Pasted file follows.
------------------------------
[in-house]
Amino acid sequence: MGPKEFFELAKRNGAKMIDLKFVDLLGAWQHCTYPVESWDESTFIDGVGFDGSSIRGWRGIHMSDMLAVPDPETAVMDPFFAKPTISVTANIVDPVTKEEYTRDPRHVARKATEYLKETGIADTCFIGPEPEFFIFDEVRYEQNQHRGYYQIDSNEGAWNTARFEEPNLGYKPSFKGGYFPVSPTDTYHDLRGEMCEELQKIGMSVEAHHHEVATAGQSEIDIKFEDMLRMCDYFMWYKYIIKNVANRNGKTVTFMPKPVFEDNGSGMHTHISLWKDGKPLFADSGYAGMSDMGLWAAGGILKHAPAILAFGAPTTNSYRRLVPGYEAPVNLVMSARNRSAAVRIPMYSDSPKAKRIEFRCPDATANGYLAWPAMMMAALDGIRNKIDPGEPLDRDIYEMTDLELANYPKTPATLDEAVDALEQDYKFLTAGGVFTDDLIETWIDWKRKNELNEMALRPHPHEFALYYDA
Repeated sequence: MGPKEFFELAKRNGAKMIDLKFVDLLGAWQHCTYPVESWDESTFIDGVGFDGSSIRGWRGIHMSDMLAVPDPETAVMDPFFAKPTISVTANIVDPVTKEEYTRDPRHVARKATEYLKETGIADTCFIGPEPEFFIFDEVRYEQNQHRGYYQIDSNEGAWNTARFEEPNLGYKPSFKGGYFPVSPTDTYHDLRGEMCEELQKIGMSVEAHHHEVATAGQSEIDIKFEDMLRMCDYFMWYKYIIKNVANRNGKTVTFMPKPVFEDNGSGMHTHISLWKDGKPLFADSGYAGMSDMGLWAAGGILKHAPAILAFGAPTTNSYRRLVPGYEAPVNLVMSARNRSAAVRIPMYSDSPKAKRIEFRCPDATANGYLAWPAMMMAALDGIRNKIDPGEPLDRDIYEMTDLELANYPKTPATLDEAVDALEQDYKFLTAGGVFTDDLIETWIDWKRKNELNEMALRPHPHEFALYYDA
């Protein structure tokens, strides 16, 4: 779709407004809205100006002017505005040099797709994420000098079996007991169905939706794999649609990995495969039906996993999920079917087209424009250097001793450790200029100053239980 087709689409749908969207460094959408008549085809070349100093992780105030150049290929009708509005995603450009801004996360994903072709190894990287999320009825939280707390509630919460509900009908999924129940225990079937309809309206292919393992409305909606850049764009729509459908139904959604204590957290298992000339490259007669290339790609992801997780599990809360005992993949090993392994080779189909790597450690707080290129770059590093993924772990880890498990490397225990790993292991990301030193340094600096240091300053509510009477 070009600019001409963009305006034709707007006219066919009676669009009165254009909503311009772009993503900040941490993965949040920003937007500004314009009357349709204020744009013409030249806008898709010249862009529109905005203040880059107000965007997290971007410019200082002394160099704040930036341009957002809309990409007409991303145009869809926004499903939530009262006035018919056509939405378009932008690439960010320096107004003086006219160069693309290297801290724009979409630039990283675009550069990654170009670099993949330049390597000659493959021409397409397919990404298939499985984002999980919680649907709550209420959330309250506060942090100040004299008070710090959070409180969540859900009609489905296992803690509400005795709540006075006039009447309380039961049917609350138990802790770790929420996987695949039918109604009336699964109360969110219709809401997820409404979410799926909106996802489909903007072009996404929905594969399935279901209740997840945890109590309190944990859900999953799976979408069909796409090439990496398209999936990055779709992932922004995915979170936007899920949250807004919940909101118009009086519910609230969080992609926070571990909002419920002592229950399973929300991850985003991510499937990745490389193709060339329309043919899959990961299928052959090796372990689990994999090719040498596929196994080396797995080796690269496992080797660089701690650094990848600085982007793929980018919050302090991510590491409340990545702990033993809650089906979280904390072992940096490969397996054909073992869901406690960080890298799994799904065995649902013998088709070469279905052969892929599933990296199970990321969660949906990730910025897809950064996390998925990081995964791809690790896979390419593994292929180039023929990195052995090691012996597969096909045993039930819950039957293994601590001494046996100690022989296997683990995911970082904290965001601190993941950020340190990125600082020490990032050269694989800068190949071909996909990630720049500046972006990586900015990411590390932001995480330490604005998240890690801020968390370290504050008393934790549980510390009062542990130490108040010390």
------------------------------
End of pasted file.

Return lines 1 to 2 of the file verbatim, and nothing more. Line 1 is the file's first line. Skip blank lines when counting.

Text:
[in-house]
Amino acid sequence: MGPKEFFELAKRNGAKMIDLKFVDLLGAWQHCTYPVESWDESTFIDGVGFDGSSIRGWRGIHMSDMLAVPDPETAVMDPFFAKPTISVTANIVDPVTKEEYTRDPRHVARKATEYLKETGIADTCFIGPEPEFFIFDEVRYEQNQHRGYYQIDSNEGAWNTARFEEPNLGYKPSFKGGYFPVSPTDTYHDLRGEMCEELQKIGMSVEAHHHEVATAGQSEIDIKFEDMLRMCDYFMWYKYIIKNVANRNGKTVTFMPKPVFEDNGSGMHTHISLWKDGKPLFADSGYAGMSDMGLWAAGGILKHAPAILAFGAPTTNSYRRLVPGYEAPVNLVMSARNRSAAVRIPMYSDSPKAKRIEFRCPDATANGYLAWPAMMMAALDGIRNKIDPGEPLDRDIYEMTDLELANYPKTPATLDEAVDALEQDYKFLTAGGVFTDDLIETWIDWKRKNELNEMALRPHPHEFALYYDA